Federal Reserve Chair Janet Yellen faces two tasks when she delivers her semiannual testimony to Congress starting Tuesday: As always, she'll sketch a picture of how she expects the economy to fare in coming months and how the Fed's interest rate policy may unfold. (In December, the Fed forecast that it would raise rates three times in 2017.) But lawmakers are sure to press her also to spell out how the Fed might react to the ambitious economic program President Trump is preparing to unveil in the coming weeks. The proposals are expected to include deep tax cuts, stimulus spending, trade actions, and deregulation. Investors will be eager to hear whatever Yellen says about them—or doesn't say.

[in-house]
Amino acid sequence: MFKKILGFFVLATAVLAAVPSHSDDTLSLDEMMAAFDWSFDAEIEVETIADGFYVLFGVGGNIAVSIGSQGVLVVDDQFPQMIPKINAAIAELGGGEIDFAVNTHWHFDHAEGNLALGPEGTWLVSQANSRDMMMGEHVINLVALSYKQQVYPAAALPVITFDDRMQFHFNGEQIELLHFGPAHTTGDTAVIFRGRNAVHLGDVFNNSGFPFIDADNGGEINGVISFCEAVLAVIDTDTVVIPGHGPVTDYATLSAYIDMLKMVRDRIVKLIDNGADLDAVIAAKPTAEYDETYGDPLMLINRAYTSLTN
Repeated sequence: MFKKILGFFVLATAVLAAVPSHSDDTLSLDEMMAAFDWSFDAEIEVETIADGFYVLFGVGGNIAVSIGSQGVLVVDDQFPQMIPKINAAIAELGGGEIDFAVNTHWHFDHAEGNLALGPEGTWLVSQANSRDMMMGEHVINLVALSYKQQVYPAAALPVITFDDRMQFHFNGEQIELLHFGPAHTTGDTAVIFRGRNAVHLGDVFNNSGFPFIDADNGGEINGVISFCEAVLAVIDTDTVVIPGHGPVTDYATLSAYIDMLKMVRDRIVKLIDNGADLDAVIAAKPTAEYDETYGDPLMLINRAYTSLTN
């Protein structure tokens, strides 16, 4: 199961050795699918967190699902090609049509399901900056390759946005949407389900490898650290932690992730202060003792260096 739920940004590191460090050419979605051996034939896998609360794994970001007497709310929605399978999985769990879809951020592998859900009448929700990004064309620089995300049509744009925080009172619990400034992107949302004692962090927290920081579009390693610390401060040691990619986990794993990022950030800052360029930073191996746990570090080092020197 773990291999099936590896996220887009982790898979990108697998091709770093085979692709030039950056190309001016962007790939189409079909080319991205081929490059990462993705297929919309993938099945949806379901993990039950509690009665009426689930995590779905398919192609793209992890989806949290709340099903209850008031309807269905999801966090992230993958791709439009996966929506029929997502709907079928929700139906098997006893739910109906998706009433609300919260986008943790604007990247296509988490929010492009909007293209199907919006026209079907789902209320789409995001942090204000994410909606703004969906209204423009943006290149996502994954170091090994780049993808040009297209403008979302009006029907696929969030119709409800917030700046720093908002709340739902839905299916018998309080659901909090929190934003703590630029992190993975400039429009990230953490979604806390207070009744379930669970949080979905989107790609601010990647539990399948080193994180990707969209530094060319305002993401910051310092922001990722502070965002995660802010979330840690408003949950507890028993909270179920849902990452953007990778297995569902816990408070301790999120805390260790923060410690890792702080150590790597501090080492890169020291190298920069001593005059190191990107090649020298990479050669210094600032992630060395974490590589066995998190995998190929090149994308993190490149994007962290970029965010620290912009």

The AP speaks with analysts who are placing their bets on the staying-mum side of things, as the details of Trump's plans remain mostly unknown. Trump has said his goal is to double economic growth, as measured by the gross domestic product, from the lackluster 2% annual rate that's prevailed since the Great Recession ended in 2009 to a robust 4% rate or better. But Fed officials could grow concerned that a big stimulus package at this stage of the recovery, with job growth solid and unemployment below 5%, might overheat the economy and trigger unwanted inflation pressures. If that were to happen, the central bank could decide to accelerate its rate hikes. The AP has more on other questions Yellen could face, including some on the Dodd-Frank financial regulatory law.